This week I was able to work at my high school library during my planning periods and before and after school. I was also able to visit the library at Marshall County High School when I went there for an academic coaches’ meeting and training. Both libraries are similar, although the MCHS library is much bigger than Mayfield High School’s library. I was noticing the things the libraries have that my high school library did not have. Both have round tables at which the students can work, either alone or in groups. Both have overhead projectors and screens. This is to accommodate the teaching that goes on in libraries today. Of course, both libraries have computer stations to assist students and teachers and librarians to access information. The set ups seemed to encourage students to stay in the library for a period, whereas I just went into the library to check out books when I was in school. In Empowering Learners, it is stated that “the school librarian must work to create an environment where everyone is a teacher, learner, producer, and contributor” (10). I felt that both of these libraries were set up so that that environment was created.
My classroom is located right off the library at Mayfield. Since we don’t have doors to our classes (Ugh!!), my room is basically an extension of the library. Most afternoons after school, students can be found working at the tables in the library on various projects. Since I am handy, the students come to borrow markers, scissors, and tape regularly. Mrs. Schorr has mentioned the need in our school for student access to some of these materials. She told me of some of the libraries she had seen that have a space with those materials commonly needed for posters, etc. This would be seen in the learning centers we studied in the last lesson. Since many of our students are from low income households, being able to use art materials at the school would meet a need for our students. Setting up this zone is a project I am contemplating for the future.
After finally working through all of the issues that I have been dealing with, I finally got to do some observations. Today I went back to my old high school and spent the day with my old librarian. It was a lot of fun getting back to my old school. I loved seeing all of the changes that have occurred since I was there. They have begun to implement a “mobile computer lab” program. Watching how this works is really interesting. I also had the privilege of helping the librarian catalogue some new books that had just arrived. I look forward to learning even more!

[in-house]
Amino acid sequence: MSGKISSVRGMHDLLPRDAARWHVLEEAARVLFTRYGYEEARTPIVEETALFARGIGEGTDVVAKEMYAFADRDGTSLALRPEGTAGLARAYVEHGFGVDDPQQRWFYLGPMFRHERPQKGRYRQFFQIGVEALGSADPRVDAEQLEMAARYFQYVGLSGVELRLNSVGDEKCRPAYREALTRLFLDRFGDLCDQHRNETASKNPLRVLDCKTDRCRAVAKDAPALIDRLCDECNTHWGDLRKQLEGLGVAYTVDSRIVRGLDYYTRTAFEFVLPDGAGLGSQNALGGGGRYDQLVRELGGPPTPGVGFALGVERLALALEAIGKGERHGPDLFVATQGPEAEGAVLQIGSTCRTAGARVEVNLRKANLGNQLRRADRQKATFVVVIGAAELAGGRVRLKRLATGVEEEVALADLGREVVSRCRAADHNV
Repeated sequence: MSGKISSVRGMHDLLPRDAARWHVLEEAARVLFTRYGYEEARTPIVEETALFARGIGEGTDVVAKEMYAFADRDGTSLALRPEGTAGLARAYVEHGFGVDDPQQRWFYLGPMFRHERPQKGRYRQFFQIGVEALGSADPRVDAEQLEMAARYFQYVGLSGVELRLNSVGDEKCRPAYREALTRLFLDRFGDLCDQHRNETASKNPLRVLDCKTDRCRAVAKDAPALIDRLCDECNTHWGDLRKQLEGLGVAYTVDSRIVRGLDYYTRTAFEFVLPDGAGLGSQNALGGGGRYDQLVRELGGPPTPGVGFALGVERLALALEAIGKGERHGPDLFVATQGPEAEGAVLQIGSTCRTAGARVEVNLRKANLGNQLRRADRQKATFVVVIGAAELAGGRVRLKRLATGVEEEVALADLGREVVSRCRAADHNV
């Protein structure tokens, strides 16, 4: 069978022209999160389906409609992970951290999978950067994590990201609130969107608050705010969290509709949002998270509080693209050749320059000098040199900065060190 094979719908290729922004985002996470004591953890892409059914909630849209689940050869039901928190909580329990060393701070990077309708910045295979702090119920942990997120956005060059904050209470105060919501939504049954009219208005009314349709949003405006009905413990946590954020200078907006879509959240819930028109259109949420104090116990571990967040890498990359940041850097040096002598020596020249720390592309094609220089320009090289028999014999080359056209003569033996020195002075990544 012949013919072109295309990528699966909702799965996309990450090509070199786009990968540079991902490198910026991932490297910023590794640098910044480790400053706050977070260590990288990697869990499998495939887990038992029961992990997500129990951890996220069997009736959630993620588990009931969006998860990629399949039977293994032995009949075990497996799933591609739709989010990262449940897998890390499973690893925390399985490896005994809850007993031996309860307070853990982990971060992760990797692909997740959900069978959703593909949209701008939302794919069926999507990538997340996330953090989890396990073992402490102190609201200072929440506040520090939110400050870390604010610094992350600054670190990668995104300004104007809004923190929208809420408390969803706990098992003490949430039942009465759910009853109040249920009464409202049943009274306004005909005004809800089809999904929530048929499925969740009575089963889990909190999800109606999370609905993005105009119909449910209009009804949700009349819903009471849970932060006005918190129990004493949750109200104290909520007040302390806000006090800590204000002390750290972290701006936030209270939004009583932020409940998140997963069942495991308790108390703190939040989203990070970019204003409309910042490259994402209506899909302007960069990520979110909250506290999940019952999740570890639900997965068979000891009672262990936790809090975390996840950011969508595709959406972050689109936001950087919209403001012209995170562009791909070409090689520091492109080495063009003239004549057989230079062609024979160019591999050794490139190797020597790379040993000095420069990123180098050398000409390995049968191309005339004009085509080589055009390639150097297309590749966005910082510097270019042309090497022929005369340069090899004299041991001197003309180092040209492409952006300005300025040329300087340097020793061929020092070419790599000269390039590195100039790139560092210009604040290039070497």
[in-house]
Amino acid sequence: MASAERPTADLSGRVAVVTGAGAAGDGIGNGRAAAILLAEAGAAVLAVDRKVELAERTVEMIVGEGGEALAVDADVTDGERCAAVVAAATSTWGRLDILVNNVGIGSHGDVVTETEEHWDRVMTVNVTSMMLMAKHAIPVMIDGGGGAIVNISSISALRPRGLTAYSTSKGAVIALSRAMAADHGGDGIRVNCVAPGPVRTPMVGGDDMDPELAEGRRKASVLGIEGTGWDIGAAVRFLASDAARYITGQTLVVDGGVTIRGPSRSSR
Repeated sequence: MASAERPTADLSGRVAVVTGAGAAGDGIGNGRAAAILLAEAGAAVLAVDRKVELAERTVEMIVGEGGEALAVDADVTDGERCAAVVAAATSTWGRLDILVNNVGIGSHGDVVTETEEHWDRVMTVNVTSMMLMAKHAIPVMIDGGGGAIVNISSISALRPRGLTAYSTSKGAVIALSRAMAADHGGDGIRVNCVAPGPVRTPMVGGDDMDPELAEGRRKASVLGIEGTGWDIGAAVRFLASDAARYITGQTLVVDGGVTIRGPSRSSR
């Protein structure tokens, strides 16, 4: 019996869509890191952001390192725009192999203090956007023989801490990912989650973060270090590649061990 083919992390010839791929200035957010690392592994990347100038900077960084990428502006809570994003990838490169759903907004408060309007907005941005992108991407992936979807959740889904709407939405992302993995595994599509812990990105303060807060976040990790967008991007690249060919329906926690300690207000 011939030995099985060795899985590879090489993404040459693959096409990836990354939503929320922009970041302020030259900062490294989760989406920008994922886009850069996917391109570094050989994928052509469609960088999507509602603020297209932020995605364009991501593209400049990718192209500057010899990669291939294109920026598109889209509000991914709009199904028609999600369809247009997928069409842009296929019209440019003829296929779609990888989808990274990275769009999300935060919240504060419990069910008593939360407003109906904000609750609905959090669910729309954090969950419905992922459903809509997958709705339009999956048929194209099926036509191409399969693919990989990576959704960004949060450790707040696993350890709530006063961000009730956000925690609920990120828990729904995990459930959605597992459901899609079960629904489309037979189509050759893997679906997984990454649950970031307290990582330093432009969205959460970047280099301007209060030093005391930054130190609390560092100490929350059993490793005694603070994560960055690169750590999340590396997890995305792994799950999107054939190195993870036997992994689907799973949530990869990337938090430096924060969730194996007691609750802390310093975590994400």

Just when I thought I just about had the library figured out at North, we finished processing our new books and added those to the shelves. Right now we have all/ most of the new books on our new read bookshelf, but eventually those will make their way to their permanent homes on the shelves. With that being said, we/ our librarian have some big decisions to make. This week we discussed a new push in library media: shelving your books (especially at the elementary level) by interest/ topic. This would mean a total overhaul for our library, but would be much more appealing for young readers and would allow our students to find books in their subject area of choice much more easily. We discussed the drawbacks as well as the positives of such a move. For right now we are going to continue to shelve as we always have, but not to say a drastic move isn’t coming in the near future. One of my newest jobs is to redo shelf tags to help our youngest readers find
It’s been another great week in the library at NCE. We have worked hard to help kiddos make it closer and closer to their AR goals. It’s amazing how full the library is the now that we are in the last week of the nine week period. I am loving getting to see kiddos become hooked on new books and series. We almost had a throw down this week between two fifth grade girls because they both grabbed the same book at the same time. We closed the library yesterday morning to students so that the students would all be on time to the gym for a test score celebration. I never knew closing the library before school could upset so many kiddos! I am loving all that I am learning and being able to see and meet new kiddos and what they are interested in. The countdown has begun… 3 weeks until the book fair. Let the real craziness begin!
Observation of Public Library
After work one day, I went to visit the local library. They were having an event for students thought the fifth grade. When I got there they were engaged in a story about Legos. They sat around the reader on the carpet and listened. She add character voices and read with enthusiasm. The kids loved it; I loved it, and caught myself interested in the story.
Once the story was finished the kids were able to try to make the things that they saw in the story. It was a contest to see who could build the tallest tower, and the best airplane. They were having so much fun with the Legos, that the time went by super fast. There were parents helping their children and children working together. It was all around a positive experience.